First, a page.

Tagaziel wrote:We use slightly different dictionaries, I believe:
Real 2D means to me that the game uses assets created in two dimensions by hand. That's what I was referring to when I said that the manner of their creation matters.
Real 2D to me means that the engine deals only with flat sprite layers, and that it loads and makes use of only 2D bitmaps (and/ or video). The method of asset creation [to me] is unrelated; (in the same way as the use of a paint program to illustrate sprites versus using scanned photos of illustrated sprites made with gouache or design-marker). To me 3D art is just an illustration tool ~unless the engine uses the models directly.
Many people praise Fallout's 2D artwork, forgetting entirely that it was all made from pre-rendered 3D models and if the developers could've used a 3D engine safely, they would've.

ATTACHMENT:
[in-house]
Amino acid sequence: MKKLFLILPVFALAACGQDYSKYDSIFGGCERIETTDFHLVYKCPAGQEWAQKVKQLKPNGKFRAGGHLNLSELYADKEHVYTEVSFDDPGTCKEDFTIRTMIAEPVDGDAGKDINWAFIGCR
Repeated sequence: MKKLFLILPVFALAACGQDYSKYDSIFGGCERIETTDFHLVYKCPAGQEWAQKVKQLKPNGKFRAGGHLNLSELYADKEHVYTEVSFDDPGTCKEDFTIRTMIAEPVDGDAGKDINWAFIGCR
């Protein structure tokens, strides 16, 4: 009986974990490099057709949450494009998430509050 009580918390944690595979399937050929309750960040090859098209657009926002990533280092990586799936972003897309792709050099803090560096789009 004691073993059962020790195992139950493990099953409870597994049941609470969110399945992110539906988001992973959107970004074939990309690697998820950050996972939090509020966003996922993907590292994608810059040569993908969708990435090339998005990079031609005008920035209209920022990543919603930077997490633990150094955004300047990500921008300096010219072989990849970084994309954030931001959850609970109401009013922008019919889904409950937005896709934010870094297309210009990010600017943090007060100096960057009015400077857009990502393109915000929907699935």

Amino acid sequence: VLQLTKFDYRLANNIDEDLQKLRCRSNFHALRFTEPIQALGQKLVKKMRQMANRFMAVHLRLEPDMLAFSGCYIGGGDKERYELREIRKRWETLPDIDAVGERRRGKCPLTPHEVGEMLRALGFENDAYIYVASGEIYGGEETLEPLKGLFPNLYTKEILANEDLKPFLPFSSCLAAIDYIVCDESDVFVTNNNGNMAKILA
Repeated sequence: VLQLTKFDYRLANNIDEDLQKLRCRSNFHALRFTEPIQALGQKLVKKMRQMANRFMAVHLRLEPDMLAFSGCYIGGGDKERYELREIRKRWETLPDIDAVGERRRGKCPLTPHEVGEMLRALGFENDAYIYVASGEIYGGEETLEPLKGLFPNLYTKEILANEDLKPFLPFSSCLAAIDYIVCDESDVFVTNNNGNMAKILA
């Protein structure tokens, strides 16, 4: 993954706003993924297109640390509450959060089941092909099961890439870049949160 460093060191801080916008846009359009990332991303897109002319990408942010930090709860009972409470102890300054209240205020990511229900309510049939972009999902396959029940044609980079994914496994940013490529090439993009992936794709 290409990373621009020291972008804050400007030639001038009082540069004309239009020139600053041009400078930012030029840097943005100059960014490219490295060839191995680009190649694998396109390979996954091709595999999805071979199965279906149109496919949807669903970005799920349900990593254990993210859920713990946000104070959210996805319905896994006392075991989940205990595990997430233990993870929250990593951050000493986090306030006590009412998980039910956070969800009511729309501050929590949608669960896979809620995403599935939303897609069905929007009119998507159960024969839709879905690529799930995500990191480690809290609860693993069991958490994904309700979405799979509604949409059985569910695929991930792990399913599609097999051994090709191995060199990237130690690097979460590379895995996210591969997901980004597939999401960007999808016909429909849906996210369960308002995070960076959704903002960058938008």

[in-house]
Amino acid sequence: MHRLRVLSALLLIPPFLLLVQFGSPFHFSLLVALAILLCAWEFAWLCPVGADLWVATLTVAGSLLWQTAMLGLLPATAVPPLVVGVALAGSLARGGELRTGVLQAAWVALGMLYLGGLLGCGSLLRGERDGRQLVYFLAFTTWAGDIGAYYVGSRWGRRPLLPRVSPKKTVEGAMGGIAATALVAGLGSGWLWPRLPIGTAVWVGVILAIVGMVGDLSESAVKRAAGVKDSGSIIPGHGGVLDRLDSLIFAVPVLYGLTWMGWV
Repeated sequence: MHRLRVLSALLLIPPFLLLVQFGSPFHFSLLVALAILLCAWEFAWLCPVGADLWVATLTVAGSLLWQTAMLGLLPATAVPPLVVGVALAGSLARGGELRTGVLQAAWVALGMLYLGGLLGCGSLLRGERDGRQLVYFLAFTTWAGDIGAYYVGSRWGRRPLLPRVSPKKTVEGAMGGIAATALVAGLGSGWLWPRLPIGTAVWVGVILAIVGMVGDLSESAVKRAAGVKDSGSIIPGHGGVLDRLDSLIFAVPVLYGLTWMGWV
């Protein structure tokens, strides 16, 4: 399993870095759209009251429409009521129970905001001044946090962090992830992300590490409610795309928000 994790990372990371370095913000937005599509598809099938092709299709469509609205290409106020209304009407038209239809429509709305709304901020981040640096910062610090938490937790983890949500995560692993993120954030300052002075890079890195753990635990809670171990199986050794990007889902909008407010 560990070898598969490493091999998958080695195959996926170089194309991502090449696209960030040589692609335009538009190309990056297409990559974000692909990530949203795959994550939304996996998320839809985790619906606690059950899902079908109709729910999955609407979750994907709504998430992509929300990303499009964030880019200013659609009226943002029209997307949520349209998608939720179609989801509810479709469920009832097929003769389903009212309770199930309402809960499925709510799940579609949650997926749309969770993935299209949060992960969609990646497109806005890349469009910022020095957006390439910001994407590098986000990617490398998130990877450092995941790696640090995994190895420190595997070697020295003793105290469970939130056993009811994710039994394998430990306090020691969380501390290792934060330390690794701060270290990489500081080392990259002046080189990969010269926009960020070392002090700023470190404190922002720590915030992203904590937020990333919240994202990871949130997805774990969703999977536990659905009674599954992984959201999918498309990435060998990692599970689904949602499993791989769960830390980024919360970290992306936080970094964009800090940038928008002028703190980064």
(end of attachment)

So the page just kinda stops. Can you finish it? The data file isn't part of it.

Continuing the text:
It's true. Even the clay heads, ultimately.
ravenshrike wrote:Do you really doubt that if the tech had been there Wasteland wouldn't have been isometric or fixed 3D? The late '80s top down was always a silly constraint from tech limitations.
The technology to make isometric and 3D (looking) games was
Bard's Tale shipped three years before Wasteland, and it was first person.
'Congo Bongo' was Isometric (looking) back in 1983 ~and they had DOS & Apple versions of it.
(I'm not saying it was good isometric though
; just that I do believe that Wasteland's design was not strictly tech limited; and that they had other options.)
It's the same as with Fallout ~it was designer choice. Fallout was Iso "Cavalier Oblique
" because it worked for what they wanted. And before Fallout they shipped Stonekeep, and that was a first person dungeon crawler (with dual wielded weapons, up to 4 NPCs